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Figure 2 was a white bar on the detail texture and a gradient from white (left) to black (right) on the satmap. Here's a better version of it showing the actual colours; note that while not only ramping up with the satmap gradient, the result is also being blue shifted:

I've given up on trying to extract the exact figures from screenshots (the texture interpolation was messing with it too much to give exact numbers) and gone for a far more direct approach. The function that combines satmaps, _co's and the middle ground _mco (for arma2oa at least) is:

(The graph shows _co and satmap mixing, with no _mco)

The function is applied to each colour channel. v1[w] controls the blending from detail _co to middle _mco and presumably ranges from 1 (near) to 0 (far).

You can see that mco is doubled and then multiplied with the satmap, which matches the rule that 0.5 (middle gray) is neutral. You can simulate the mco blending in photoshop by:

• Creating a bottom layer to simulate a part of your satmap (taking a small area and enlarging it by around 40 would be a good approximation).
• Adding a "curves" layer, and then moving the line to between (0, 0) and (255,128). The coordinates are in (input, output) order.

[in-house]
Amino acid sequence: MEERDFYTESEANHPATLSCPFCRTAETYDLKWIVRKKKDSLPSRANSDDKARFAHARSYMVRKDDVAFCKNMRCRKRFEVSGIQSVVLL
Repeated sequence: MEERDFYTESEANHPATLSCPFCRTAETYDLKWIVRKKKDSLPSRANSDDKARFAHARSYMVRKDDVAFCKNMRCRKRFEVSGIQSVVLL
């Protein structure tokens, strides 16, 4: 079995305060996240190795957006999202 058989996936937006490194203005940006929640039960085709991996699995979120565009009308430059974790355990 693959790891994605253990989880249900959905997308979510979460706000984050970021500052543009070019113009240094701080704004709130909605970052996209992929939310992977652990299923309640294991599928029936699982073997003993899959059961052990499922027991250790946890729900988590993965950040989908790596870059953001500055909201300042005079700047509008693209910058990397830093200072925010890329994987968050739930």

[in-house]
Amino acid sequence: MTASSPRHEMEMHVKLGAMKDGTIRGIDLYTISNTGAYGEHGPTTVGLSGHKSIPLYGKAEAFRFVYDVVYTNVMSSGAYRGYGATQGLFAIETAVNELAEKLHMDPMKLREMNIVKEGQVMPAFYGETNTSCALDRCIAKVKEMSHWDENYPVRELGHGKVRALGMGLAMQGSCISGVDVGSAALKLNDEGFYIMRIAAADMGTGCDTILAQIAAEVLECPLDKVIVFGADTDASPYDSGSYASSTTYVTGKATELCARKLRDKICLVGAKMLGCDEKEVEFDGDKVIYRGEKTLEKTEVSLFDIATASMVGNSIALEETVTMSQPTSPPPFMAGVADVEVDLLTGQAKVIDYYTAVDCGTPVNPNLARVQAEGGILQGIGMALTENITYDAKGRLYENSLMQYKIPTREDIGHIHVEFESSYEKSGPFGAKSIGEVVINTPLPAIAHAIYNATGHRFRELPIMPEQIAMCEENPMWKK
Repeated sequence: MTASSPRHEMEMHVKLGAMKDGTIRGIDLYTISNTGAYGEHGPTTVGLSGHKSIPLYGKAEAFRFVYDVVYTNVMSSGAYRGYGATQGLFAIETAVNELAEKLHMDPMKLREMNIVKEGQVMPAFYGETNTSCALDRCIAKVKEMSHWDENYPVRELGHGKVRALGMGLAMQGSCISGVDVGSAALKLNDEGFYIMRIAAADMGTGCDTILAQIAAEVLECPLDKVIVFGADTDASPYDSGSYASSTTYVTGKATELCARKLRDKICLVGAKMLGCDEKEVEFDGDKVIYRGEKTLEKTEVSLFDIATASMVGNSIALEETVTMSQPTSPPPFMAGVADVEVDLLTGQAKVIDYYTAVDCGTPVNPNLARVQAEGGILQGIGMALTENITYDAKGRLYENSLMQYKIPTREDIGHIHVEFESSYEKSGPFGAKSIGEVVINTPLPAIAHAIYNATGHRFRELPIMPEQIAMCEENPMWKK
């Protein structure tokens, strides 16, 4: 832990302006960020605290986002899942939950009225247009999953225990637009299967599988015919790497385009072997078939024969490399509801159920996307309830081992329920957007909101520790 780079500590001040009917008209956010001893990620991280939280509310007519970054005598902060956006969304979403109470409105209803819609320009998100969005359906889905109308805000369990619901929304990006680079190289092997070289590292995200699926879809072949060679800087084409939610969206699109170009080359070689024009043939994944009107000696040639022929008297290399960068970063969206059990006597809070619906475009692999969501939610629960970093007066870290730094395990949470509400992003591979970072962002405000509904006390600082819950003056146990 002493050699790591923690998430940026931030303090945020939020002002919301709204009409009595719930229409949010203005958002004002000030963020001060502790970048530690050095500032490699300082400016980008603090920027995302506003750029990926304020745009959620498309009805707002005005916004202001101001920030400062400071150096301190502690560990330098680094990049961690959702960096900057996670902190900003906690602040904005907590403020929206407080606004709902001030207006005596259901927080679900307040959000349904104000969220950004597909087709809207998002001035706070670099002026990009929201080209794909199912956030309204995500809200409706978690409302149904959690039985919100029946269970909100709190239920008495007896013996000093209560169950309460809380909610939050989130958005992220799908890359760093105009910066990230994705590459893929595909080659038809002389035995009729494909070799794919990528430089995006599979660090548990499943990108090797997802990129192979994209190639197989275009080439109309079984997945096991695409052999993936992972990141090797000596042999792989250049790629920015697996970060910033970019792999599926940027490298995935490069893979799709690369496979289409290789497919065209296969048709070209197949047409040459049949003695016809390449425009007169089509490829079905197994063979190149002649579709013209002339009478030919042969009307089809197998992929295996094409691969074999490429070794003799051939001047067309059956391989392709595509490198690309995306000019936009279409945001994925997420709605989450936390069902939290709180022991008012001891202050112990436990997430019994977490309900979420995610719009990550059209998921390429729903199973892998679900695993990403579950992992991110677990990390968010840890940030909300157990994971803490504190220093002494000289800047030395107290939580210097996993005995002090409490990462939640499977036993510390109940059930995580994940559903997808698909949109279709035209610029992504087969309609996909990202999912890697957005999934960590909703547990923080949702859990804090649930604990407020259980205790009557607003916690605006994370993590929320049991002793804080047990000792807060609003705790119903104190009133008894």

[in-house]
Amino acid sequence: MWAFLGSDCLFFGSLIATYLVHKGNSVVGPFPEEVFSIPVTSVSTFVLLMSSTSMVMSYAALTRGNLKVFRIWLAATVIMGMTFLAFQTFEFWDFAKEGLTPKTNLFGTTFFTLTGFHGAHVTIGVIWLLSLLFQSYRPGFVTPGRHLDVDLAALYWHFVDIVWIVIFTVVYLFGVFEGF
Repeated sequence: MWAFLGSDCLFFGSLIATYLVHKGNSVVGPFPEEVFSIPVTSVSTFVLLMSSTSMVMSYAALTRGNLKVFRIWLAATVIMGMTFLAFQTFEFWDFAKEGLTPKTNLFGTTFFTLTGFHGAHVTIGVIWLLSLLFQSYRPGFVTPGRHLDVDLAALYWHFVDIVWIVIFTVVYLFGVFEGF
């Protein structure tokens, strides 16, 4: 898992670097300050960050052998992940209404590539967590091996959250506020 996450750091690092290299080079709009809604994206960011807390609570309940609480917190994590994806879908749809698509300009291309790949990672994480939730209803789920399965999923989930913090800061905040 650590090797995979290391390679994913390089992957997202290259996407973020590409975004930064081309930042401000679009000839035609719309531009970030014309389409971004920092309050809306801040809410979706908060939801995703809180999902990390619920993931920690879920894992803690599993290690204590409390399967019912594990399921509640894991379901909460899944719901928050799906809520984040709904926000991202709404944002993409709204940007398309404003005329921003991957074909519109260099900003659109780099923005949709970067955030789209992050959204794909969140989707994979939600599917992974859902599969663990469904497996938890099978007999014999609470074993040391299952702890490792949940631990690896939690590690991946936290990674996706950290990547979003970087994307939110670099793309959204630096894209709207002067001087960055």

• Adding your _mco as a layer above the curves layer, and changing the blending mode from "Normal" to "Multiply".
• Adding another "curves" adjustment layer above the _mco layer, and then changing the line to between (0, 0) to (64, 255).

The function is 2 * _co * satmap, but since that would saturate in Photoshop you're doing (((satmap * 0.5) * _co) * 4) to get the same thing.

If you want to muck about with adding multiple layers (like adjustment layers) on the _mco layer, replace it with a new layer group, set the layer group mode to "Multiply" and then add your _mco (now set to normal blend) in there with whatever other layers you want. As long is it is in the group it'll compose all those layers and then multiply the entire group with the lower layers.

There's more to come (I still want to track down the cause of the blue tinting, and I'm close to figuring out how the satmask areas blend between each other).

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I'm trying to put aside a little time to take a look at your findings and turn it into some kind of system that I can use, some kind of photoshop template or something, but first I need to actually understand what it all means, I've re read this post about four times now and every time it makes a little more sense.

Props... really.

D

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Once again thanks for you input, the "post process" consisting of "Adding a "curves" layer, and then moving the line to between (0, 0) and (255,128)" is very useful, i had tried it but had inconsistent results.

But put simply for each multiply layer (discounting the base sat) we only need to halve the output, or in other words "stretch" back available image level data to 255. Since this will turn contrast down the effect should solve my saturation issues too.